Monday, May 16, 1994
Who Is That Mask Man?
D.C. Artist Shares His Heritage With Kids
By Eric Brace
If you are getting worn down by the deadly seriousness of all the multi-culti discussions going on in the art world, you’re not hanging around the right people. May we suggest a chat with artist Edwin Fontanez?
Fontanez is a Puerto Rican-born artist who has founded Exit Studio, stating the group’s purpose in its subtitle: “Multicultural Tools for he Creative Child.” He is passionate about sharing his art with the world. “I hate the word ‘tolerate’!” Fontanez says. “To me, that means to live with something you don’t necessarily like. That attitude creates contempt for each other. It’s exactly the opposite of what I’m trying to do.” Fontanez prefers the word “understanding,” something he has tried to foster through workshops, and most recently through a self-produced video and coloring book.
“The theme of the book and the video might be a little unknown in the States,” he admits. “It’s the legend of the Vejigante, who is a Puerto Rican folkloric character. I wanted to introduce people to my culture through the art.”
Working part time at the Kennedy Center, Fontanez saved enough money to create an educational video that includes film of the festivals in his homeland and step-by-step directions on how to make the mask used in the celebrations. A bilingual text in the accompanying coloring book explains mythical characters and their traditional role in Puerto Rican society.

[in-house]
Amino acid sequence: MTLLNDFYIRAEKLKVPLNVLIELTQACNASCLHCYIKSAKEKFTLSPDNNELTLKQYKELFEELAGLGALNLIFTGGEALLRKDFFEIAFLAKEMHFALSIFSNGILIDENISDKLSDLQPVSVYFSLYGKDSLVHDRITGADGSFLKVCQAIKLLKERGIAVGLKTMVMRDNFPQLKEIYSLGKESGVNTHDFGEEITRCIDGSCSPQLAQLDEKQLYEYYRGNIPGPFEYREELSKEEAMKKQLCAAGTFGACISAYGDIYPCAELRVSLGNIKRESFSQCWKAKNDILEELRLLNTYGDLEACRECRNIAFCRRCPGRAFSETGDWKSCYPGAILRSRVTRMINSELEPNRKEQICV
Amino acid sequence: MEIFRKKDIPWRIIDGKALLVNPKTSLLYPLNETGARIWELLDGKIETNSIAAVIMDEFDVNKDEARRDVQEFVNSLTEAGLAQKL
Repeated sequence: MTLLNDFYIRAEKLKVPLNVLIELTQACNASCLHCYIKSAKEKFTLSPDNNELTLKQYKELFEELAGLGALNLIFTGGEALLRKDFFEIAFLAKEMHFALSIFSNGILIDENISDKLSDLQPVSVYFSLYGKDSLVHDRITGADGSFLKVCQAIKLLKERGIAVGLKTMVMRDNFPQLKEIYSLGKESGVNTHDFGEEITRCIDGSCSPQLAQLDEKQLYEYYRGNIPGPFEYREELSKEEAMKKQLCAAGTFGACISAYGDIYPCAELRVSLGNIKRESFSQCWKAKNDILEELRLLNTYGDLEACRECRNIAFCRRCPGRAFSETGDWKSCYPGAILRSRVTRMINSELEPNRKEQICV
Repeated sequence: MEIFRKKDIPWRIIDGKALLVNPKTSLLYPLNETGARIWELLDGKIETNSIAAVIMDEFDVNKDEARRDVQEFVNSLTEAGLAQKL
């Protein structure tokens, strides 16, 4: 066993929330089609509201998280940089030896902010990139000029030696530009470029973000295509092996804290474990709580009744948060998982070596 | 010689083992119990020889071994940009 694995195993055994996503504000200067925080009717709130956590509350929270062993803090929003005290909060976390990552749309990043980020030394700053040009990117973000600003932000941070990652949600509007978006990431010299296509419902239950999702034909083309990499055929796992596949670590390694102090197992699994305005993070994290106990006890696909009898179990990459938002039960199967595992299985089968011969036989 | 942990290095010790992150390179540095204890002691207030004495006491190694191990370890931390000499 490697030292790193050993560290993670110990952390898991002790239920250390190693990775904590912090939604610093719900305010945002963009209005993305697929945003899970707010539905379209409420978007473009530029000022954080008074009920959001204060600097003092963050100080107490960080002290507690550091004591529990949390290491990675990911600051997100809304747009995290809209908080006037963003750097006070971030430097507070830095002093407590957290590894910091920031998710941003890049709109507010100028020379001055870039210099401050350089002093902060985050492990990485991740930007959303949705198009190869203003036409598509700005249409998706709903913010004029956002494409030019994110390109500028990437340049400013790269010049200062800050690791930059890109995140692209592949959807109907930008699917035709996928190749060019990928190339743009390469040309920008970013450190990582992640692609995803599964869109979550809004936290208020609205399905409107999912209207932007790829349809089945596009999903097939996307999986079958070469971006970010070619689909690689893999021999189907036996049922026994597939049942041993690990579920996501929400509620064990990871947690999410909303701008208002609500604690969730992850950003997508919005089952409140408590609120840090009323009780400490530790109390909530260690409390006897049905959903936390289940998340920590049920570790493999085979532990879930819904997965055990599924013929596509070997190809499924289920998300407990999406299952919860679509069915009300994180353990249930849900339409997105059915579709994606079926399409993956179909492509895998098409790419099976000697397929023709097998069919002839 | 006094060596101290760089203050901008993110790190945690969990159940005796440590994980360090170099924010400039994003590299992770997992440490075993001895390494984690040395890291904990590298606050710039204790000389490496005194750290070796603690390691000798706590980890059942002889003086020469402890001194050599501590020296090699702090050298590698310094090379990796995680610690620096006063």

“I didn’t have a publisher for the book, and I couldn’t seem to find anyone, so I said ‘to heck with it,’ and decided to do it myself. I wrote the text and did the illustrations. I had no grant for it. Like an artist, I chose to put my money in my art and not food,” he says in his rich accent, with a laugh. “It’s not a huge project, but it is something that has some warmth, is very honest, very direct.”
Two years ago, Fontanez started the program Up With the Arts, with a grant from the D.C. Commission of the Arts in conjunction with the Institute of Puerto Rican Affairs. “It was during the upheaval in Mount Pleasant, and after seeing all the social, how do you say, turmoil, as an artist I just wanted to do something more than merely creative. I wanted to do something more substantive. I designed workshops for children to create some sort of understanding. Some context. Some historical background of people from Puerto Rico, the Caribbean and Central America.”
The workshops, held in schools and community centers around the city, lasted two years, and Fontanez hopes to bring them back soon. “The art workshops were merely an excuse to learn about what is important about meeting other people,” he says. “It would open them up. We really created some kind of bridge of understanding.”
Fontanez is also searching for a venue for his next creation, a multi-media work based on photographs of his Puerto Rican ancestors, with text, video, paintings, costumes and choreography. “My last show was two years ago,” he says. “This one is almost ready to go but it’s so hard to find exhibit spaces in Washington. It’s such a political city, even in the art world, and everyone has their own agenda. But it’s a labor of love. I couldn’t do anything else but my art.”